The only additions to the natural scheme are several Amelanchier lamarkii shrubs and a few annuals. Blood red sunflowers flank the side of the cabin, their colours reflected in the understorey of the Castor oil plant, Ricinus communis ‘Red Spire’. To one side, the brilliant orange flowers of jewelweed attract feasting hummingbirds and he grows sorgum, not as animal feed, but because he likes the rustle made by its huge leaves.

It’s a spectacular garden. Not showy, not ‘designed’ in the way we normally think of it. But easy to fall in love with.

How gardeners can help bees

Bees are in trouble. Echinacea flower with beeTheir plight is the subject of an EU vote today, when environment ministers gather to decide whether to vote against the use of certain neonicotinoids – the pesticides that scientists believe are the cause of colony collapse disorder. While most countries are voting for a ban, our environment minister, Owen Paterson is set to vote against. If you haven’t yet signed the petition to press him to change his mind, there’s still time. https://secure.38degrees.org.uk/bees-facebook.

While politicians and vested interests argue the toss, gardeners and garden designers can dig in and do their bit to help bees to thrive.

It’s all in the planting. Purists argue that planting native species is best for biodiversity and wildlife. But many of our native species don’t flower much beyond July. Which is bad news for hungry bees and not great if you want a garden that looks good all year round. Anyway, who wants nettles colonising their precious outdoor space? When I’m designing a garden I always think about extending the season at both ends with plants that flower long and reliably, or come into their own in late summer and autumn and provide valuable nectar for bees.

The long, cold winter hasn’t helped. Spring flowers that bees love — hellebores, pansies, muscaris – have been held back this year. I revisited a garden I designed last week, and the bees were gorging on the pulmonaria, which would normally have gone over by now.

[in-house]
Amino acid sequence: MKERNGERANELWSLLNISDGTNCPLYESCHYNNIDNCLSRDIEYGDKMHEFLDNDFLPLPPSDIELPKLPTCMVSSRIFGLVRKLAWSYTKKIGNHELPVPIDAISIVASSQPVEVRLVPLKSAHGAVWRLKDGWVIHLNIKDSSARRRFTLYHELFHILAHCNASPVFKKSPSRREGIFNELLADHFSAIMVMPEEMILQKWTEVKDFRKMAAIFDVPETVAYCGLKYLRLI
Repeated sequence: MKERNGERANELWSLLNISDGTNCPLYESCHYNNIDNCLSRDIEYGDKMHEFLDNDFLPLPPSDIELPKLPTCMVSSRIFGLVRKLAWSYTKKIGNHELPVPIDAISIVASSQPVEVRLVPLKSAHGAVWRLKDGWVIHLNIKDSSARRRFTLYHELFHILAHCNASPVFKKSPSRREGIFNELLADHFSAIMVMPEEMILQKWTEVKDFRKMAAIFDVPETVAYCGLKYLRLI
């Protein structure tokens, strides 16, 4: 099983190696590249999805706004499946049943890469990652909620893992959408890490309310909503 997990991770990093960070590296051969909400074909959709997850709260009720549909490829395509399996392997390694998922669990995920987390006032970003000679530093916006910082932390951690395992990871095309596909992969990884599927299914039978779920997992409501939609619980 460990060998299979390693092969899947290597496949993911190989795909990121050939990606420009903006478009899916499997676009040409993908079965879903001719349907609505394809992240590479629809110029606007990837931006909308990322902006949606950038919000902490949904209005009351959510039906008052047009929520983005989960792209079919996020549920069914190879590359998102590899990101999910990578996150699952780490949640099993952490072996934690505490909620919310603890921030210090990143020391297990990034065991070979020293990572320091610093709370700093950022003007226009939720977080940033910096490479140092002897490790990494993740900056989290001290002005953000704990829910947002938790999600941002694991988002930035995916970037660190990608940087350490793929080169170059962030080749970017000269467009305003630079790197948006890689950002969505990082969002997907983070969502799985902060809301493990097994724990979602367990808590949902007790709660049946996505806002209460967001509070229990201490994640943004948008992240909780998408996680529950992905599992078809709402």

At the tail end of summer, sedums, salvias (rigourously deadheaded), echinacea, nepeta are some of the perennials that have both a distinctive form, which we designers covet, and will get your garden buzzing. And when you choose plants, stick to single flowers, not blowsy doubles. Get the right things in and the bees will follow.

But not if you let them be killed off first, Mr Paterson.

A very easy clematis

PeopleClematis 'Constance' with dusky pink flowers Clematis macropetala with nodding flowers are funny about clematis. I have clients who won’t have them in their gardens, believing that they are fussy and capricious – feet in the shade, heads in the sun, greedy, drought-shy, needy, needy, needy. There’s some truth in that.

But Clematis macropetala (above) is a star. It’s normally at its best in April, but this year, like everything else, it’s been held back by the late spring. So right now, here in London, it’s smothered in nodding, double flowers the colour of bluebells that open from buds of deep purple and will last for weeks.

Clematis macropetala will cope with a bit of shade. It can handle dryish soil once established, and it belongs to the group that doesn’t need pruning, except when it outgrows the space you want it to fill, which it does only occasionally, being a moderate grower.

The leaves are pretty; delicately serrated and soft apple green, so it’s useful scrambling up to hide an unsightly corner. And the cultivars are as good. My favourites are ‘Constance’, (pictured above) which has dusky, rose-pink flowers, and ‘Purple Spider’, with finer petals drenched inky purple.

Sometimes Clematis macropetala come back for a second show later in the summer, too. And when they’re finished, each flower turns into a silky seedhead that lasts most of the winter. Just about perfect, really.